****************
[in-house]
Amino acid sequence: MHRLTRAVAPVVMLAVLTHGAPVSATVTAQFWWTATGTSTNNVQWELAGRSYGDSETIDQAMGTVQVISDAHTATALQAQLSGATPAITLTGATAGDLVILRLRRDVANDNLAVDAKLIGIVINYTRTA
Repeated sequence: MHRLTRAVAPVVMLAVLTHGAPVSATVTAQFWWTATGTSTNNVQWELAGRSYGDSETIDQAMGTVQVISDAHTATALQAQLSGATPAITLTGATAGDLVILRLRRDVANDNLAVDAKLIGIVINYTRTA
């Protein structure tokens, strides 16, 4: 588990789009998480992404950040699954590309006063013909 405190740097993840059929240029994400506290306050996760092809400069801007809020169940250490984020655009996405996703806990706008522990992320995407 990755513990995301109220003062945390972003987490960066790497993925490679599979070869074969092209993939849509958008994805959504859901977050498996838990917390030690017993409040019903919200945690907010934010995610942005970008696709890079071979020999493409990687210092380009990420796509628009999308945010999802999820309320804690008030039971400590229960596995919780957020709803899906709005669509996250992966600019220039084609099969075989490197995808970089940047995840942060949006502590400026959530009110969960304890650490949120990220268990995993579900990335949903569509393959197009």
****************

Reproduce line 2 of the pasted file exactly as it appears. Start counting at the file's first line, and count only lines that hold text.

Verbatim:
Amino acid sequence: MHRLTRAVAPVVMLAVLTHGAPVSATVTAQFWWTATGTSTNNVQWELAGRSYGDSETIDQAMGTVQVISDAHTATALQAQLSGATPAITLTGATAGDLVILRLRRDVANDNLAVDAKLIGIVINYTRTA